Ballroom Etiquette, Emily Post, 1922/37

Etiquette: The Blue Book of Social Usage by Emily Post, New York and London, Funk & Wagnalls Co, 1922/37.


Ballroom Etiquette

A ballroom is still the one background against which men as well as women of good breeding must behave with almost exaggerated formal decorum. Ladies do not and women must not sit with crossed knees. A lady must not loll back against her chair. Properly she doesn’t even lean back against it at all. Neither a man nor a woman can smoke in a ballroom without destroying the distinction of the whole assemblage.
But even so, an onlooker at any modern ball is apt to be impressed with the utter gracelessness of the young people who walk across a ballroom floor. The athletic young woman of today strides across the ballroom floor as though she were on the golf course; the happy-go-lucky one ambles- shoulders stooped, arms swinging, hips and head in advance of chest; others trot, others shuffle, others make a rush for it. The young girl who can walk across a room with grace is rare.

Older gentlemen still give their arms to older ladies in all ‘promenading’ at a ball, since the customs of a lifetime are not broken by one short and modern generation. Those of today walk side by side, except when going to supper. At public balls, when there is a grand march, the lady always takes her partner’s right arm.


A Public ball is a ball given for a benefit or charity. A committee makes the arrangements and tickets are sold to the public, either at hotels or at the house of the secretary of the committee. A young girl of social position does not go to a public ball without a chaperon. To go alone in the company of one or more ‘escorts’ would be an unheard of breach of propriety.


Don’t walk across a ballroom floor swinging your arms. Don’t talk or laugh loud enough to attract attention, and on no account force yourself to laugh. Nothing is flatter than laughter that is lacking in mirth. If you only laugh because something is irresistibly funny, the chances are your laugh will be irresistible too. In the same way a smile should be spontaneous, because you feel happy, and pleasant; nothing has less allure than a mechanical grimace, as though you were trying to imitate a tooth-paste advertisement.

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A Guide to Academic & Professional Conferences (or how not to be killed or ridiculed by your colleagues), 2014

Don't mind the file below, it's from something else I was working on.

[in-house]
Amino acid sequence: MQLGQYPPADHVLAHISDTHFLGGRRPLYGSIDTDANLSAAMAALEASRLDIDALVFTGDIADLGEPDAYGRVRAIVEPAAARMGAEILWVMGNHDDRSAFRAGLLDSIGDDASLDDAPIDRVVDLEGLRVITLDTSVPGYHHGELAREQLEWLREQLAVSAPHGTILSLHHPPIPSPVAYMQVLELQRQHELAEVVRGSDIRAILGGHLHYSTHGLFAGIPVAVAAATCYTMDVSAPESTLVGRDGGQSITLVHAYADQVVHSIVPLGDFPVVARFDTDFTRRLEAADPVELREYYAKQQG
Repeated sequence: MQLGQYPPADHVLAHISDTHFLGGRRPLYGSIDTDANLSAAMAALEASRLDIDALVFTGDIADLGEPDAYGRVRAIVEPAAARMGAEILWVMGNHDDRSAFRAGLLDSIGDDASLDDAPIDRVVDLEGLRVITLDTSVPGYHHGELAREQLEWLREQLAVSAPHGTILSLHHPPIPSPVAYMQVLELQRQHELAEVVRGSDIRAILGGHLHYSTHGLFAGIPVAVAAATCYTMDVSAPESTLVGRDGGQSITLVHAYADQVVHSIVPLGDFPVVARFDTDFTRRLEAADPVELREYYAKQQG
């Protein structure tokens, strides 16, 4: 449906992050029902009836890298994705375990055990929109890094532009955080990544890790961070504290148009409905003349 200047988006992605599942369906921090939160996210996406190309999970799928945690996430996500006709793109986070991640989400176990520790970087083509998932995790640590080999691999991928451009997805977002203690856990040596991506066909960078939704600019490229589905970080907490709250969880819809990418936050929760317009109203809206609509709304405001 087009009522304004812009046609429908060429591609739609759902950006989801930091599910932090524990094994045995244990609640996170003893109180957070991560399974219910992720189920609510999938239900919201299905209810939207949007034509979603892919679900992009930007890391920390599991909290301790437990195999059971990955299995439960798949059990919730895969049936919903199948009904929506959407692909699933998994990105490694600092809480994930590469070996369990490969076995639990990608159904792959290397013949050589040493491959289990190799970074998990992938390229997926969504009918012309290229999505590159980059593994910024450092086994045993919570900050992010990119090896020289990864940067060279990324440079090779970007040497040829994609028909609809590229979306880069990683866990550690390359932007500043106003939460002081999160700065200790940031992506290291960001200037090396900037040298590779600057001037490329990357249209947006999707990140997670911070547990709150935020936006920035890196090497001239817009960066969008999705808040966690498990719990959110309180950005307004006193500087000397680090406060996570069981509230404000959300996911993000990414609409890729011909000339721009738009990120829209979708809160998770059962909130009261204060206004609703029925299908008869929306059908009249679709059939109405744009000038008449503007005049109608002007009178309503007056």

A Guide to Academic and Professional Conferences
(Or how not to be killed or ridiculed by your colleagues)

by Gillian Leitch (with Sherry Ginn)

I have attended and organized a number of academic and professional conferences and have noticed that there are a lot of people who propose and go to these events who really don’t know how to navigate the norms and conventions of them. I know that, whereas many universities expect their faculty and graduate students to attend these events for professional development and the dissemination of knowledge, they don’t actually help them understand how to propose or present. So I have decided to share my personal wisdom on conferences in hopes that those attending get the most out of their experience, and that the conference itself works out.

Why go to a Conference?
Conferences are great. I will tell you that I absolutely love going to conferences, and presenting at conferences, and yeah, organising them. They are a brilliant opportunity to meet new and interesting people, develop professional networks, disseminate my ideas, and hopefully get the much needed input to make my work better. I also find that the more I present, the more my confidence grows in my subject and my skills. It is a win-win.

Making a Proposal
The first step for a conference is, of course, making a proposal. I have yet to figure out the optimum way to write a proposal, but there are some important points to keep in mind:
- Keep it simple – explain your thesis in clear and concise terms
- Don’t write too much – if you are not able to speak about some of your work within the time period allotted for the presentation, don’t include it in the proposal
- Read the Call for Papers/Proposals carefully before submitting
- Follow the instructions carefully
- Be pretty sure you can actually attend the conference to which you are submitting a proposal – check the dates and verify that you can get time-off, subs to cover your classes, etc.
- Conference organisers provide their email addresses for a reason – if you have a question, ask it
- It is better to submit before the day of the deadline – put yourself in the shoes of the organiser and ask how you would feel receiving a slew of papers on one day
- Make sure your name and address are on your proposal itself, not just the accompanying email – yes people really do forget to put their names on their proposals!

I will be the first to admit that a great proposal is not a guarantee of a great presentation, but it is the only way available to ascertain if it fits in within the conference theme. A good proposal is a great start.

Before the Conference
I think one of the most frustrating things I have to deal with as a conference organiser is the cancellation. Life happens, and we all get that, but for some reason presenters find it remarkably difficult to cancel their appearance. I think many presenters forget that they are not the only ones presenting. If you are unable to present, then you have to think about the people who are presenting with you. The sooner the organiser knows about the cancellation, the easier it is to adapt the schedule.